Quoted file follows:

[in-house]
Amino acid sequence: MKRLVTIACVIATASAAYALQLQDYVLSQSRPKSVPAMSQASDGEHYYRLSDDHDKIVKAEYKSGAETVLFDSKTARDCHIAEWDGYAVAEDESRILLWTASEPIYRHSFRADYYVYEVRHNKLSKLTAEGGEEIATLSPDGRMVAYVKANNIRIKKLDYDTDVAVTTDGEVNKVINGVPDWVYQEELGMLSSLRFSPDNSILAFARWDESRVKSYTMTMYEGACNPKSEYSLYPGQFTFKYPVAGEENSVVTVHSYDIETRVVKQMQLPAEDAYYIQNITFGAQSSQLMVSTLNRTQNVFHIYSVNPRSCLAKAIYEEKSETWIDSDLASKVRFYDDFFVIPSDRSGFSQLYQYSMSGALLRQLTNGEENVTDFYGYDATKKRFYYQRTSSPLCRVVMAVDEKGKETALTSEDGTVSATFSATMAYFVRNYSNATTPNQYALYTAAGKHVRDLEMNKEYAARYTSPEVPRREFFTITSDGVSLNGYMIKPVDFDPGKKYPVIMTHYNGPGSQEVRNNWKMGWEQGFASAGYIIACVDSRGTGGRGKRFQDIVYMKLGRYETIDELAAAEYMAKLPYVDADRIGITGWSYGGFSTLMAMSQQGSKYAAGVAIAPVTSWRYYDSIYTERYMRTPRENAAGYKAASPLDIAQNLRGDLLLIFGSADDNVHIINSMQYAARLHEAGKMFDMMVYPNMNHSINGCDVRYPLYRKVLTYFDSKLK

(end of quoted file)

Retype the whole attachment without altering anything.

[in-house]
Amino acid sequence: MKRLVTIACVIATASAAYALQLQDYVLSQSRPKSVPAMSQASDGEHYYRLSDDHDKIVKAEYKSGAETVLFDSKTARDCHIAEWDGYAVAEDESRILLWTASEPIYRHSFRADYYVYEVRHNKLSKLTAEGGEEIATLSPDGRMVAYVKANNIRIKKLDYDTDVAVTTDGEVNKVINGVPDWVYQEELGMLSSLRFSPDNSILAFARWDESRVKSYTMTMYEGACNPKSEYSLYPGQFTFKYPVAGEENSVVTVHSYDIETRVVKQMQLPAEDAYYIQNITFGAQSSQLMVSTLNRTQNVFHIYSVNPRSCLAKAIYEEKSETWIDSDLASKVRFYDDFFVIPSDRSGFSQLYQYSMSGALLRQLTNGEENVTDFYGYDATKKRFYYQRTSSPLCRVVMAVDEKGKETALTSEDGTVSATFSATMAYFVRNYSNATTPNQYALYTAAGKHVRDLEMNKEYAARYTSPEVPRREFFTITSDGVSLNGYMIKPVDFDPGKKYPVIMTHYNGPGSQEVRNNWKMGWEQGFASAGYIIACVDSRGTGGRGKRFQDIVYMKLGRYETIDELAAAEYMAKLPYVDADRIGITGWSYGGFSTLMAMSQQGSKYAAGVAIAPVTSWRYYDSIYTERYMRTPRENAAGYKAASPLDIAQNLRGDLLLIFGSADDNVHIINSMQYAARLHEAGKMFDMMVYPNMNHSINGCDVRYPLYRKVLTYFDSKLK